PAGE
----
Arum italicum Health effects and herbal facts

Known as
Italian arum Italian cuckoo-pint Italian lords-and-ladies

Arum italicum is a species of flowering herbaceous perennial plant in the family Araceae, also known as Italian arum and Italian lords-and-ladies. It is native to the Mediterranean region plus Great Britain, the Netherlands, Crimea, Caucasus, Canary Islands, Madeira, and the Azores. It is also naturalized in Argentina and in scattered locations in the United States. It grows 1–1.5 feet high, with equal spread. It blooms in Spring with white flowers that turn to showy red fruit. It is cultivated as an ornamental plant for traditional and woodland shade gardens. Some gardeners use this arum to underplant with hosta, as they produce foliage sequentially; when the hosta withers away, the arum replaces it, leaving the ground covered. Numerous cultivars have been developed for garden use, of which A. italicum subsp. italicum 'Marmoratum' has gained the Royal Horticultural Society's Award of Garden Merit. Arum italicum can be invasive in some areas. Arum italicum may hybridize with Arum maculatum. In 1778, Lamarck noticed that the inflorescence of this plant produces heat.

Arum italicum

Medical use

Economic importance of Arum italicum

Environmental ornamental

Gallery

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Geografical distribution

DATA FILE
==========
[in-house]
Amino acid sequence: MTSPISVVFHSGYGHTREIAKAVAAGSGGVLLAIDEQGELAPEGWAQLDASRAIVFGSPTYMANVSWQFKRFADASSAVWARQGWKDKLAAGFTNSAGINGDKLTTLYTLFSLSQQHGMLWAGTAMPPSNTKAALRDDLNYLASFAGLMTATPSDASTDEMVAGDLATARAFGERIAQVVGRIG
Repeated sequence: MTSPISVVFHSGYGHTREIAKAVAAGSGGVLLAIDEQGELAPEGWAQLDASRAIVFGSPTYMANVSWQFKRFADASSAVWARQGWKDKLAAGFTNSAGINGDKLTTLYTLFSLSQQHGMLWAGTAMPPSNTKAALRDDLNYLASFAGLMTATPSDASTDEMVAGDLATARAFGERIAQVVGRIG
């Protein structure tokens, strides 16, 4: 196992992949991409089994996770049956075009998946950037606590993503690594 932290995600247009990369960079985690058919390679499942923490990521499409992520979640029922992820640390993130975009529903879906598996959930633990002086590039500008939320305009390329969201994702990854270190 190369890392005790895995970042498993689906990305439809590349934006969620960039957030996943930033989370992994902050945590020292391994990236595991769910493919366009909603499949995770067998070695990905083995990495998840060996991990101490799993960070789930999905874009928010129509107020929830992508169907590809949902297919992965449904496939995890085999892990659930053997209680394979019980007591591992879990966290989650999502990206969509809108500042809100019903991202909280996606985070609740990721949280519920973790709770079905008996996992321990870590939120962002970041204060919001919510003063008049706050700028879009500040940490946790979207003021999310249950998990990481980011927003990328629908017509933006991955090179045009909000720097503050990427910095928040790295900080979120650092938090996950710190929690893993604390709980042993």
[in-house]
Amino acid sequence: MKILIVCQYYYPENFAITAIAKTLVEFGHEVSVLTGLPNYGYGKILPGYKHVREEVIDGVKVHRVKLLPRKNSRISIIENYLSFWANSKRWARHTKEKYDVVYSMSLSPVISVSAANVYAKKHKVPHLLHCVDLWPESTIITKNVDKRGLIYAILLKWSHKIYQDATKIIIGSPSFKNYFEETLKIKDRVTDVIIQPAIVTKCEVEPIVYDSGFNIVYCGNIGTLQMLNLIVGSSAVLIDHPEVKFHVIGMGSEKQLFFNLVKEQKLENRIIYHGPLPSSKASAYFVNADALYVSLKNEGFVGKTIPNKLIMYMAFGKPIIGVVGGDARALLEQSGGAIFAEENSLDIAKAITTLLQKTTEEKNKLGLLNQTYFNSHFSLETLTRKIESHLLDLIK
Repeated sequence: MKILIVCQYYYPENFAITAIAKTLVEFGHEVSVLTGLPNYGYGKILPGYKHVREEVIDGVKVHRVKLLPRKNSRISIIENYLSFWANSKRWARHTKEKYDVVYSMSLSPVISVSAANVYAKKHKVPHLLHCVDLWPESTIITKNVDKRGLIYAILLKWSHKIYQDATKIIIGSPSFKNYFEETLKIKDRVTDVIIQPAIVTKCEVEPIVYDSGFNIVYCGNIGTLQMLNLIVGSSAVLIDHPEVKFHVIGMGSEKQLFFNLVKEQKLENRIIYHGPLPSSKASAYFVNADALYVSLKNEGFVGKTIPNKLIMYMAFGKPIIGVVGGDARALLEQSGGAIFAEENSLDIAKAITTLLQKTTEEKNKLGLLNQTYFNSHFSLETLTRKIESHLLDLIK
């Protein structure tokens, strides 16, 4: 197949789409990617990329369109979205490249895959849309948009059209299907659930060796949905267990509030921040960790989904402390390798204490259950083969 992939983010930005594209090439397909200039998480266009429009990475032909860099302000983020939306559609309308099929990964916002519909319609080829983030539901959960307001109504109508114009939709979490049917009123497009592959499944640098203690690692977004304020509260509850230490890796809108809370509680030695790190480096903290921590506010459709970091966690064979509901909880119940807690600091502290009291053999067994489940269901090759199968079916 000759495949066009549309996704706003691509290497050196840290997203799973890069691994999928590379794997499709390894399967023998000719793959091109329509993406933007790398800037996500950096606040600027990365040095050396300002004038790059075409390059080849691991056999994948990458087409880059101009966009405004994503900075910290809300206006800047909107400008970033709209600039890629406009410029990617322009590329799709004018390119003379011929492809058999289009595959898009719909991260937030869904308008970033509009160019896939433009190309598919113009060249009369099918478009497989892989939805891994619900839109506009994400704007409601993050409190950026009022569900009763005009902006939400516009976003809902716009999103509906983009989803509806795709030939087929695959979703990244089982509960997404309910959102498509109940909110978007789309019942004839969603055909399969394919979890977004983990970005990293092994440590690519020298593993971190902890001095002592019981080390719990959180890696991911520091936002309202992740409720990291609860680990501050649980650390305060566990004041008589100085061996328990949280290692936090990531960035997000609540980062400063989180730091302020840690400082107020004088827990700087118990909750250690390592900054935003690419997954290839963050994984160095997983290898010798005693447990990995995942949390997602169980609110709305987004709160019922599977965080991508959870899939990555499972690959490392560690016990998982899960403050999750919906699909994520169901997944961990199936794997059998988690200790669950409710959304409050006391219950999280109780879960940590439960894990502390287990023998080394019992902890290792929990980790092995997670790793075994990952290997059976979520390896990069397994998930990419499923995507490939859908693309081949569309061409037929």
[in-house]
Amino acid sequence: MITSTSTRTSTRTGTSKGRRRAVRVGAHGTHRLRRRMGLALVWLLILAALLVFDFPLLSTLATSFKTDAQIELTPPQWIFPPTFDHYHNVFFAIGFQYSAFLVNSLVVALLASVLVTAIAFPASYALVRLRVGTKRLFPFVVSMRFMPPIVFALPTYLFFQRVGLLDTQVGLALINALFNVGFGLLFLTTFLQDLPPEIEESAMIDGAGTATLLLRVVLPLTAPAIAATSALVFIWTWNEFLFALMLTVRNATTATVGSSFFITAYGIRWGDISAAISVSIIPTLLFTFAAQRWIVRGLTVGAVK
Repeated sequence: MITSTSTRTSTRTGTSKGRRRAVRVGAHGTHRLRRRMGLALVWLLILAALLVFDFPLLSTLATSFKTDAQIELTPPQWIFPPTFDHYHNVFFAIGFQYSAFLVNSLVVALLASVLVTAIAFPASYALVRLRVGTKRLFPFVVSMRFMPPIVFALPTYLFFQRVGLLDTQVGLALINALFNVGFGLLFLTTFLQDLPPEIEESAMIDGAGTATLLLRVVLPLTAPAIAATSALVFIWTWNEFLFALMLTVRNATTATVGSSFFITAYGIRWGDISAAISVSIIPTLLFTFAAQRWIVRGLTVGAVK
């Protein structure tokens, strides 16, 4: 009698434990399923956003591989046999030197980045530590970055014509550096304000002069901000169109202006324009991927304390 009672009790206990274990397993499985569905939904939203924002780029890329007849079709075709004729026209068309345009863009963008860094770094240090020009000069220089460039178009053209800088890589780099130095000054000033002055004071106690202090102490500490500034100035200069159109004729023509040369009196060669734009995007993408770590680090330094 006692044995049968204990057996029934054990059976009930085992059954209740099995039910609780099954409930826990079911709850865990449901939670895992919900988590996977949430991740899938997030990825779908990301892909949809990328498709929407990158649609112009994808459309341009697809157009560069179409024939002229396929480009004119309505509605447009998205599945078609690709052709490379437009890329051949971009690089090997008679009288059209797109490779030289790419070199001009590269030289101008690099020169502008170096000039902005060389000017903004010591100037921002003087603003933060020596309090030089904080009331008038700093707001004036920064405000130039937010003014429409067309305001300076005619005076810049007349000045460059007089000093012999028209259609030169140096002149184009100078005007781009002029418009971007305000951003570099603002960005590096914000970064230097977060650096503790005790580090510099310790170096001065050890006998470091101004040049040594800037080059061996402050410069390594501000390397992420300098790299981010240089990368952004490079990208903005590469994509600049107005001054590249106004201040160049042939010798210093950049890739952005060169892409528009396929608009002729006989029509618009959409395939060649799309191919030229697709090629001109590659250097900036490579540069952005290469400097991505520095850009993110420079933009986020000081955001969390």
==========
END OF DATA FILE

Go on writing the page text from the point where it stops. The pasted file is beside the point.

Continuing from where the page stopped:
• AFRICA
    Native
    • Macaronesia: Portugal - Madeira Islands; Spain - Canary Islands
    • Northern Africa: Algeria ; Morocco ; Tunisia
    Naturalized
    • Macaronesia: Portugal - Azores
  • ASIA-TEMPERATE
    Native
    • Western Asia: Turkey
    • Caucasus: Armenia; Georgia; Russian Federation - Ciscaucasia
  • EUROPE
    Native
    • Northern Europe: United Kingdom
    • Middle Europe: Switzerland
    • East Europe: Russian Federation - European part ; Ukraine
    • Southeastern Europe: Albania; Bulgaria; Former Yugoslavia; Greece ; Italy
    • Southwestern Europe: France ; Portugal; Spain

Biological activities

Emetic
Coniine found in Plant
Paralytic
Coniine found in Plant

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Chemicals detected

Chemical Plant part Low ppm High ppm
Coniine Plant
Reference: Dr. Duke's Phytochemical and Ethnobotanical Databases. [Online Database]